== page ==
Like the narrator in Poe's "The Tell-Tale Heart", the narrator of "The Black Cat" has questionable sanity. Near the beginning of the tale, the narrator says he would be "mad indeed" if he should expect a reader to believe the story, implying that he has already been accused of madness.[2]

One of Poe's darkest tales, "The Black Cat" includes his strongest denouncement of alcohol. The narrator's perverse actions are brought on by his alcoholism, a "disease" and "fiend" which also destroys his personality.[3] The use of the black cat evokes various superstitions, including the idea voiced by the narrator's wife that they are all witches in disguise. The titular cat is named Pluto after the Roman god of the Underworld.

Publication history

"The Black Cat" was first published in the August 19, 1843 issue of The Saturday Evening Post. At the time, the publication was using the temporary title United States Saturday Post.[4] Readers immediately responded favorably to the story, spawning parodies including Thomas Dunn English's "The Ghost of the Grey Tadpole."[5]


In film

"The Black Cat" was adapted into a film starring Bela Lugosi and Boris Karloff in 1934 and another with Lugosi and Basil Rathbone in 1941, although neither version bears much resemblance to the original story.[5] Many other adaptations exist but the most faithful to the original is the middle segment of Roger Corman's trilogy film Tales of Terror in 1962.[5] Although the overall film was cast with Vincent Price as the lead, in this segment, he was in a supporting role with Peter Lorre as the main character. The 1934 film Maniac also loosely adapts the story. This version follows a former vaudeville actor who kills a doctor and takes the doctor's place to hide his crime. "The Black Cat" was also adapted into a film of the same name by Italian horror director Lucio Fulci in 1981. Film director Dario Argento presented his own loose adaptation of the story in the 1990 anthology film Two Evil Eyes.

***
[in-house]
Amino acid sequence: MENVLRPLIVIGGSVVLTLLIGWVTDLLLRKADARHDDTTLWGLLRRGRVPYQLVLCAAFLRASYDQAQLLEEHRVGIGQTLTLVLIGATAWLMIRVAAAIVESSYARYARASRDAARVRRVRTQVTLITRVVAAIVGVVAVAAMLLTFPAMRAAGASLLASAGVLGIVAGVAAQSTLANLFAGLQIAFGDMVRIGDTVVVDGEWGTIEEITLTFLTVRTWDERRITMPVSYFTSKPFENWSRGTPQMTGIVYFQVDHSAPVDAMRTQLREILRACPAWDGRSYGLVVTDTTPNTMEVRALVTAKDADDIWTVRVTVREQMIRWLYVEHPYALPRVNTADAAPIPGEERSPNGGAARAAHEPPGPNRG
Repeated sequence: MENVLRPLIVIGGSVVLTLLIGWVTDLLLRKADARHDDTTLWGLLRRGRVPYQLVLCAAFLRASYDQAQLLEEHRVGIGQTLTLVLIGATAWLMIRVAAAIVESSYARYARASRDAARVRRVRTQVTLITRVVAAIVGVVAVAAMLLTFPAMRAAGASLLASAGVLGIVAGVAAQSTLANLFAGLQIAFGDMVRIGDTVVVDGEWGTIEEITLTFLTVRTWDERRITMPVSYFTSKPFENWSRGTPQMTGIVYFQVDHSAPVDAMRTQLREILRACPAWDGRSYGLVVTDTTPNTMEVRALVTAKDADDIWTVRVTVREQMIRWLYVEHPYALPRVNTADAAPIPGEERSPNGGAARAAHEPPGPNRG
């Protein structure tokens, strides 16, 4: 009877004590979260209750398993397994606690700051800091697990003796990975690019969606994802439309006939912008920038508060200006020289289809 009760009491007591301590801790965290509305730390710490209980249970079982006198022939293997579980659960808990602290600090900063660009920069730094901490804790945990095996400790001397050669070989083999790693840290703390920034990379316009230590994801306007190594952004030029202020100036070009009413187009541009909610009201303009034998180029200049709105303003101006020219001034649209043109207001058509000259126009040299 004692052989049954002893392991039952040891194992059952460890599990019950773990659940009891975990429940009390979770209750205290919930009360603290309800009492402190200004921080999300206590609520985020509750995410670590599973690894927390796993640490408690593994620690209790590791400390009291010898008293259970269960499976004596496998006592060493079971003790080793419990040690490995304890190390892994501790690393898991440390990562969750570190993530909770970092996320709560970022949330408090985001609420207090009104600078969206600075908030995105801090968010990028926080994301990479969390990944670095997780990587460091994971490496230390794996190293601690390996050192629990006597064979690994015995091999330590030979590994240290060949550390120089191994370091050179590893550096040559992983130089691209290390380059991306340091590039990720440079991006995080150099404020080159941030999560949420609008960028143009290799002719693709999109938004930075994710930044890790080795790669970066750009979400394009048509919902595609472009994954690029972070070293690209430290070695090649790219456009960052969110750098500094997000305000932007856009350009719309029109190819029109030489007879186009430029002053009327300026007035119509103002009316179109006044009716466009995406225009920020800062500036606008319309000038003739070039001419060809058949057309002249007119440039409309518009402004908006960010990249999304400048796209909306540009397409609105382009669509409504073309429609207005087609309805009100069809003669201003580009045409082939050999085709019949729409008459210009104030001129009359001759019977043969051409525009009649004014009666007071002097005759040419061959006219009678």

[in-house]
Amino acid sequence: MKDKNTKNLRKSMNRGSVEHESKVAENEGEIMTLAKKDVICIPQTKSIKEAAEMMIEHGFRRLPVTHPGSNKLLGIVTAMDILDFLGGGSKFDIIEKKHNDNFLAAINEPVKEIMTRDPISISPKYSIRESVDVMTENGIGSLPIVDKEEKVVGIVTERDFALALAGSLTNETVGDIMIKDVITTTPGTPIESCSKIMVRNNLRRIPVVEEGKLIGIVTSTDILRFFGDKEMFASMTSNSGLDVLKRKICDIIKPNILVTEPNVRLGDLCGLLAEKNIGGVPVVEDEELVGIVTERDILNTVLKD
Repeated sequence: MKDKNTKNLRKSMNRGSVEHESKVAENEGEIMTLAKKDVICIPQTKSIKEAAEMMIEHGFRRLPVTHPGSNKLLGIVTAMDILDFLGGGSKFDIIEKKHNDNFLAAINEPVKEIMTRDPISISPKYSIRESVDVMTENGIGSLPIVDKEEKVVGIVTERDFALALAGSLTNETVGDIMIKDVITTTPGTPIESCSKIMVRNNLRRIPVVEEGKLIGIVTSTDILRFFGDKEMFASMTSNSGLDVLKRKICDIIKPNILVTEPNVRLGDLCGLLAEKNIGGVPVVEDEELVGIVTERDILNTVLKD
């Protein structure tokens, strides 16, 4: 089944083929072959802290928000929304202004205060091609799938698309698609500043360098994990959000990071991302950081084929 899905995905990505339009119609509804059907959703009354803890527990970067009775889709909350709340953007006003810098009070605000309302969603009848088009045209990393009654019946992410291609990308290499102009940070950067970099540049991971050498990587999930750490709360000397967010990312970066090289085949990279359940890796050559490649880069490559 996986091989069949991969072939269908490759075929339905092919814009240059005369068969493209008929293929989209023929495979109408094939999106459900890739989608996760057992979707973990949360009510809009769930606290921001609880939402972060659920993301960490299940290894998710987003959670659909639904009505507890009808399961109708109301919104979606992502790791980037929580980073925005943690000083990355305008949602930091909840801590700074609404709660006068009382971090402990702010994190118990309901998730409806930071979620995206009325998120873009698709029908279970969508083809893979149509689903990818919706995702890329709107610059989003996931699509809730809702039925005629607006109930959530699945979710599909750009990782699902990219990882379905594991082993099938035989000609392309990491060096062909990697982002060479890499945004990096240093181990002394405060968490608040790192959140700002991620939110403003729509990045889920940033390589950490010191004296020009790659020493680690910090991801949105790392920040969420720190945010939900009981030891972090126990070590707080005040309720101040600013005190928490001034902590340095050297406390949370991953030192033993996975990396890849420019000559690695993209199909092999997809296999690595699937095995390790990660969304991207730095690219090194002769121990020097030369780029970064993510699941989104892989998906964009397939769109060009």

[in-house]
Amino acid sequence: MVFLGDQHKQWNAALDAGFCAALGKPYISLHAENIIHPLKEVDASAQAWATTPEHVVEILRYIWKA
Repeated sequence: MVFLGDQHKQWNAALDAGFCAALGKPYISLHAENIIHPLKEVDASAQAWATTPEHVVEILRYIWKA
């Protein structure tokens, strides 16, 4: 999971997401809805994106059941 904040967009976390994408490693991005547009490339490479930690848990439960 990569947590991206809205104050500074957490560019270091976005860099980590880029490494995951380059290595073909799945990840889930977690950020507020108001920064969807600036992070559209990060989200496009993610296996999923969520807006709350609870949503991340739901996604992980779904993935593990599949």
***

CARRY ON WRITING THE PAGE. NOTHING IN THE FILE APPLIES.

In television

"The Black Cat" is the eleventh episode of the second season of Masters of Horror. The plot essentially retells the short story in a semi-autobiographical manner, with Poe himself undergoing a series of events involving a black cat which he used to inspire the story of the same name.


The Black Cat, 1910–1911. A painting by Gino SeveriniIn 1997, a compilation of Poe's work was released on a double CD entitled Closed on Account of Rabies, with various celebrities lending their voices to the tales. The Black Cat was read by avant-garde performer Diamanda Galás.

Literary works

In 1970, Czech writer Ludvík Vaculík made many references to "A Descent into the Maelström" as well as "The Black Cat" in his novel The Guinea Pigs.


In 1910–11 Futurist artist Gino Severini painted "The Black Cat" in direct reference to Poe's short story.


1.^ Meyers, Jeffrey (1992). Edgar Allan Poe: his life and legacy. New York City: Charles Scribner's Sons. p. 137. ISBN 0-8154-1038-7. OCLC 44413785.
2.^ Cleman, John (2002). "Irresistible Impulses: Edgar Allan Poe and the Insanity Defense". In Harold Bloom. Edgar Allan Poe. New York City: Chelsea House Publishers. p. 73. ISBN 0-7910-6173-6. OCLC 48176842.
3.^ Cecil, L. Moffitt (December 1972). "Poe's Wine List". Poe Studies V (2): 42.
4.^ Quinn, Arthur Hobson (1998). Edgar Allan Poe: a critical biography. Baltimore: Johns Hopkins University Press. p. 394. ISBN 0-8018-5730-9. OCLC 37300554.
5.^ Sova, Dawn B. (2001). Edgar Allan Poe, A to Z: the essential reference to his life and work. New York City: Facts on File. p. 28. ISBN 0-8160-4161-X. OCLC 44885229.

Thursday, August 18, 2011

Deathday: John Pendleton Kennedy 1870 Novelist, Lawyer, Poe Friend